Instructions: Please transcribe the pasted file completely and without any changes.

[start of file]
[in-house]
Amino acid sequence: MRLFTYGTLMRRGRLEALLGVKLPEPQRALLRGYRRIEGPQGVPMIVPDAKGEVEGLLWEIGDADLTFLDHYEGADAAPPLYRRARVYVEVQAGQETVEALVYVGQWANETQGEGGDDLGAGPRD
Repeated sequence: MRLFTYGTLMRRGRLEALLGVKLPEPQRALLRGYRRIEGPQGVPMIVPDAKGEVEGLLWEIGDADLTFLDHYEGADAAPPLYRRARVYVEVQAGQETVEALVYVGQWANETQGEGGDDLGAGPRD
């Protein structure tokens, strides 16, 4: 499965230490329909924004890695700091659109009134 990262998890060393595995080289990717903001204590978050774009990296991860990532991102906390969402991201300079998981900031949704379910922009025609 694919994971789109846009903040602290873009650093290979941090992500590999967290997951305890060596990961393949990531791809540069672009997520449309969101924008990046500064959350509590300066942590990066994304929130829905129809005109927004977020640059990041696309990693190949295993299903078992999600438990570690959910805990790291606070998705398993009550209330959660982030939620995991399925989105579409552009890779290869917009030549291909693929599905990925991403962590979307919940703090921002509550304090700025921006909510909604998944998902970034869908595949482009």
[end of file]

[in-house]
Amino acid sequence: MRLFTYGTLMRRGRLEALLGVKLPEPQRALLRGYRRIEGPQGVPMIVPDAKGEVEGLLWEIGDADLTFLDHYEGADAAPPLYRRARVYVEVQAGQETVEALVYVGQWANETQGEGGDDLGAGPRD
Repeated sequence: MRLFTYGTLMRRGRLEALLGVKLPEPQRALLRGYRRIEGPQGVPMIVPDAKGEVEGLLWEIGDADLTFLDHYEGADAAPPLYRRARVYVEVQAGQETVEALVYVGQWANETQGEGGDDLGAGPRD
């Protein structure tokens, strides 16, 4: 499965230490329909924004890695700091659109009134 990262998890060393595995080289990717903001204590978050774009990296991860990532991102906390969402991201300079998981900031949704379910922009025609 694919994971789109846009903040602290873009650093290979941090992500590999967290997951305890060596990961393949990531791809540069672009997520449309969101924008990046500064959350509590300066942590990066994304929130829905129809005109927004977020640059990041696309990693190949295993299903078992999600438990570690959910805990790291606070998705398993009550209330959660982030939620995991399925989105579409552009890779290869917009030549291909693929599905990925991403962590979307919940703090921002509550304090700025921006909510909604998944998902970034869908595949482009």